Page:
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Yes, this is my experience as well. I have [distant] family still involved. The girls who make it to 18 or so can generally escape.

God help the ones who don't.

This excerpt addresses the issue of polygamy internally, but ignores the external perception thereof.

Nobody is saying that allowing SSM will cause girls under the age of 18 to want to marry an already married man. The concern, rather, is that any revision of our definition of marriage in the traditional sense will require provisions to accomodate other non-traditional marriages.

The fact is, there are people (men and women of legal age and sound mind) who want to practice polygamy, and evangelicals and other conservatives have a very big problem with that.

What I'm really saying is that the excerpt above assumes that only an unwise underage girl could be forced into polygamy, and there is no other way it could happen, when I'm very sure that is not at all the case.

Um, that isn't an argument against the slippery slope justification. It is a discussion of why polygamy is unappealing and how in practice it involves other criminal behavior. This has nothing to do with the core arguement that consenting adults should be allowed to practice whatever marriage arrangements they like.

Is there anybody that doesn't think that explicit decriminalization of polygamy is inevitable? State sanctioned polygamy is still a question, but just as the arguements put forth in the Texas sodomy case seem to lead directly to decriminalization, recognition of gay marriage would give polygamists an argument for recognition of polygamy.

Following links back to the lengthier discussions at other sites, a couple of points that are made against a too-quick application of the slippery-slope argument are: (1) Decriminalization doesn't happen in a vacuum, but requires significant social support in addition to a good legal argument. Gay rights has broad social support; "polygamy rights" doesn't, not at all. (2) Polygamous communities thrive only on the fringes. Once they get put under the spotlight, disclosure of the extent to which they violate other legal and social norms further undermines any public support. The Krakauer book and what has happened with the FLDS group in its aftermath are a good illustration of the second point.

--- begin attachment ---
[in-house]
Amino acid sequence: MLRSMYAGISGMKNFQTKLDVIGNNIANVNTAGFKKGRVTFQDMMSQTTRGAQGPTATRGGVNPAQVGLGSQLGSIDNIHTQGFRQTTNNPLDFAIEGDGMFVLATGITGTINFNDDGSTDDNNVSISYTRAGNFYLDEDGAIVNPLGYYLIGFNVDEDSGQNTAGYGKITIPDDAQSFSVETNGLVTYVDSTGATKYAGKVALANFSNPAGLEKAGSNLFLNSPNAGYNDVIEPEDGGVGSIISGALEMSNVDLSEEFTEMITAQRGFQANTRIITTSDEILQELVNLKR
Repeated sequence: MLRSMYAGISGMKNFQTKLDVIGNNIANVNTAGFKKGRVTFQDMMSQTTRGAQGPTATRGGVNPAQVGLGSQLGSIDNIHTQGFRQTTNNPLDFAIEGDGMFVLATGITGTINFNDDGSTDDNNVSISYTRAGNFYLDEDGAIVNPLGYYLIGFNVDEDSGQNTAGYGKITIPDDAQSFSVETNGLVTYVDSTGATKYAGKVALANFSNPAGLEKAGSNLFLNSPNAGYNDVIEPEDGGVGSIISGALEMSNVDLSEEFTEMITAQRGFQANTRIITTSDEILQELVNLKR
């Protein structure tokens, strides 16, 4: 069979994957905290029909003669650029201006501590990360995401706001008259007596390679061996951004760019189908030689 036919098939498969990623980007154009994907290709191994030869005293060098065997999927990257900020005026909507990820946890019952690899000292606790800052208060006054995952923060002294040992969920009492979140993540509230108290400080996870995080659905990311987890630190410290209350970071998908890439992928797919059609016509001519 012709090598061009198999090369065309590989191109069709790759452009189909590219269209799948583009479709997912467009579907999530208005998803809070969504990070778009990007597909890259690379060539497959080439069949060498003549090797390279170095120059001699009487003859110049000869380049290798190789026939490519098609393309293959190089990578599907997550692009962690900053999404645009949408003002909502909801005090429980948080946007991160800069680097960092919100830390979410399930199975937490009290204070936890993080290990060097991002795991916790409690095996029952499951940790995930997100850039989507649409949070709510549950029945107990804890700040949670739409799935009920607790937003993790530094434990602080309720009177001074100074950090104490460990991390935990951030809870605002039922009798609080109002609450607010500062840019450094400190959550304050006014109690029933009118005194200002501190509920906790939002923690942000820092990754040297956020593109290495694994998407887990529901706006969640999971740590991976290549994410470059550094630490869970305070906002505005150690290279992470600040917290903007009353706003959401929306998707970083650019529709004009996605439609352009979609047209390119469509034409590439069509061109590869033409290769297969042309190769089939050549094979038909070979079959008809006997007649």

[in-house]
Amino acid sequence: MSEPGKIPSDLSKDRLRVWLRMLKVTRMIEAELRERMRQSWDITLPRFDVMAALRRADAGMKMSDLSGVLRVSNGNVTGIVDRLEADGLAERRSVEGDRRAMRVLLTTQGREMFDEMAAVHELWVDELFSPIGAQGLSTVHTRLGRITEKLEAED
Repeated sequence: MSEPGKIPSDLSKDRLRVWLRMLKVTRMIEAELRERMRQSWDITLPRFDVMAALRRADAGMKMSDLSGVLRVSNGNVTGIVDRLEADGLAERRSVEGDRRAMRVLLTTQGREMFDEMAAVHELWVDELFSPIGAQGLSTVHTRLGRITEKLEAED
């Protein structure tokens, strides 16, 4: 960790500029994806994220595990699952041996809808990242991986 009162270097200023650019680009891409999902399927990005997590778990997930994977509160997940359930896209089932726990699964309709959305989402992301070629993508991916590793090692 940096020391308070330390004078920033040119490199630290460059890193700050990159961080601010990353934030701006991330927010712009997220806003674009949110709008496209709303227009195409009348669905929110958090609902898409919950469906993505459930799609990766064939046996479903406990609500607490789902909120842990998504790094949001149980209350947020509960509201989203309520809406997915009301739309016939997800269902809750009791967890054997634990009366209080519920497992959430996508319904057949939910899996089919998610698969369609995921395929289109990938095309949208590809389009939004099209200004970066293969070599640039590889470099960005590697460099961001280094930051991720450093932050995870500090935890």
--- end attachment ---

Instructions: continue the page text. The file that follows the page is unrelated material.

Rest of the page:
I take serious issue with the slippery slope (non)argument. Here is my response to it:

If plural marriage, incest, etc. are bad, lets hear the reasons for it. If these reasons apply to SSM's then use that as your argument. If these reasons do not apply to SSM's then the slope isn't slippery after all.

While I completely understand why some, especially libertarians, argue that SSM doesn't entail polygamy legalization, I don't ultimately find their arguments persuasive for the reason. The issue really isn't about the logical justifications for SSM but the social acceptability of non-traditional relationships. Once that emotional acceptability is had for one, it tends to slowly flow to others.

The fact is that few people arrive at their conclusions via philosophical analysis, the way the SSM debate tends to rage in intellectual circles.

So all these libertarians might well be right, but it misses the overall trend.